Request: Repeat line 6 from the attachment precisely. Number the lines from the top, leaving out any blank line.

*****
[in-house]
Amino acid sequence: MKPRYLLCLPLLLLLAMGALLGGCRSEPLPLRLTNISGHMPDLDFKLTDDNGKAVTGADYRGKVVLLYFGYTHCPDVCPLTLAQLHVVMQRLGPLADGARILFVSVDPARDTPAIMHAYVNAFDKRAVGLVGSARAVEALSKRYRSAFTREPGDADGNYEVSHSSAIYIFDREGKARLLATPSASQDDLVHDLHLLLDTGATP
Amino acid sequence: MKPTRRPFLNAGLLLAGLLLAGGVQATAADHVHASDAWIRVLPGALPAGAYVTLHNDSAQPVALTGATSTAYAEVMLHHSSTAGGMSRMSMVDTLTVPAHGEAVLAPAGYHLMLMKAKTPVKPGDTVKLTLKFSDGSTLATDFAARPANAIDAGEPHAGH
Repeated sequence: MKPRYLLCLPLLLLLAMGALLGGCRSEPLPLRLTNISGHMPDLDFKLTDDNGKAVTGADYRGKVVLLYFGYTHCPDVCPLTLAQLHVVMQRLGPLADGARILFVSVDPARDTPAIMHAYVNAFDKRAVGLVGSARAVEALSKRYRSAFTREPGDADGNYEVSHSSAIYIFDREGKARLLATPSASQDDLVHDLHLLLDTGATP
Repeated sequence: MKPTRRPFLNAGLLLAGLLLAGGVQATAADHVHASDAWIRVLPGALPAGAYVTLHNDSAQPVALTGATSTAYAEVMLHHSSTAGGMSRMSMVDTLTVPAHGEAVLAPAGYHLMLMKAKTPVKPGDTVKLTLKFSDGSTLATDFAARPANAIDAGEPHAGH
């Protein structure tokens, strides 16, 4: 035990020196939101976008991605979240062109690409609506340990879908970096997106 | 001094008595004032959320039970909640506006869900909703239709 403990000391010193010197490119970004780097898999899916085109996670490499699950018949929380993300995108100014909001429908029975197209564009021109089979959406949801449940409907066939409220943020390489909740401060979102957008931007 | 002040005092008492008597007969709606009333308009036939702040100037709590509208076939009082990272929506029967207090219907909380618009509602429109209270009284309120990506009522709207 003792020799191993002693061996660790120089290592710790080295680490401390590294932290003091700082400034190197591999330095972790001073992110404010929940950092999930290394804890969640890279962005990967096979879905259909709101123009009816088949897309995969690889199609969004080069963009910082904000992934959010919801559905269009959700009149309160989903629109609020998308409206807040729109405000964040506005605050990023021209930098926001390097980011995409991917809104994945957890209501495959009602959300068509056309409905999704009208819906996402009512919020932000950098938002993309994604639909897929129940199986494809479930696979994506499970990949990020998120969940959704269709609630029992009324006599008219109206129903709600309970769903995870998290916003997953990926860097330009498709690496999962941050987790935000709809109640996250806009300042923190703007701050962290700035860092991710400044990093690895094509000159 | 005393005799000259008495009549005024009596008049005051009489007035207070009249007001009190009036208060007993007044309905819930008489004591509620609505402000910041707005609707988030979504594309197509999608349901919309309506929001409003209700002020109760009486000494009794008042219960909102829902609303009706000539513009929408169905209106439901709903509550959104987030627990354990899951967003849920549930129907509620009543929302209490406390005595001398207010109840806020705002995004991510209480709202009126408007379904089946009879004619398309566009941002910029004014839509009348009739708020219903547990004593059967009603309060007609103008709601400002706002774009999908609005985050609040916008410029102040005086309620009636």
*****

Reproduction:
């Protein structure tokens, strides 16, 4: 035990020196939101976008991605979240062109690409609506340990879908970096997106 | 001094008595004032959320039970909640506006869900909703239709 403990000391010193010197490119970004780097898999899916085109996670490499699950018949929380993300995108100014909001429908029975197209564009021109089979959406949801449940409907066939409220943020390489909740401060979102957008931007 | 002040005092008492008597007969709606009333308009036939702040100037709590509208076939009082990272929506029967207090219907909380618009509602429109209270009284309120990506009522709207 003792020799191993002693061996660790120089290592710790080295680490401390590294932290003091700082400034190197591999330095972790001073992110404010929940950092999930290394804890969640890279962005990967096979879905259909709101123009009816088949897309995969690889199609969004080069963009910082904000992934959010919801559905269009959700009149309160989903629109609020998308409206807040729109405000964040506005605050990023021209930098926001390097980011995409991917809104994945957890209501495959009602959300068509056309409905999704009208819906996402009512919020932000950098938002993309994604639909897929129940199986494809479930696979994506499970990949990020998120969940959704269709609630029992009324006599008219109206129903709600309970769903995870998290916003997953990926860097330009498709690496999962941050987790935000709809109640996250806009300042923190703007701050962290700035860092991710400044990093690895094509000159 | 005393005799000259008495009549005024009596008049005051009489007035207070009249007001009190009036208060007993007044309905819930008489004591509620609505402000910041707005609707988030979504594309197509999608349901919309309506929001409003209700002020109760009486000494009794008042219960909102829902609303009706000539513009929408169905209106439901709903509550959104987030627990354990899951967003849920549930129907509620009543929302209490406390005595001398207010109840806020705002995004991510209480709202009126408007379904089946009879004619398309566009941002910029004014839509009348009739708020219903547990004593059967009603309060007609103008709601400002706002774009999908609005985050609040916008410029102040005086309620009636």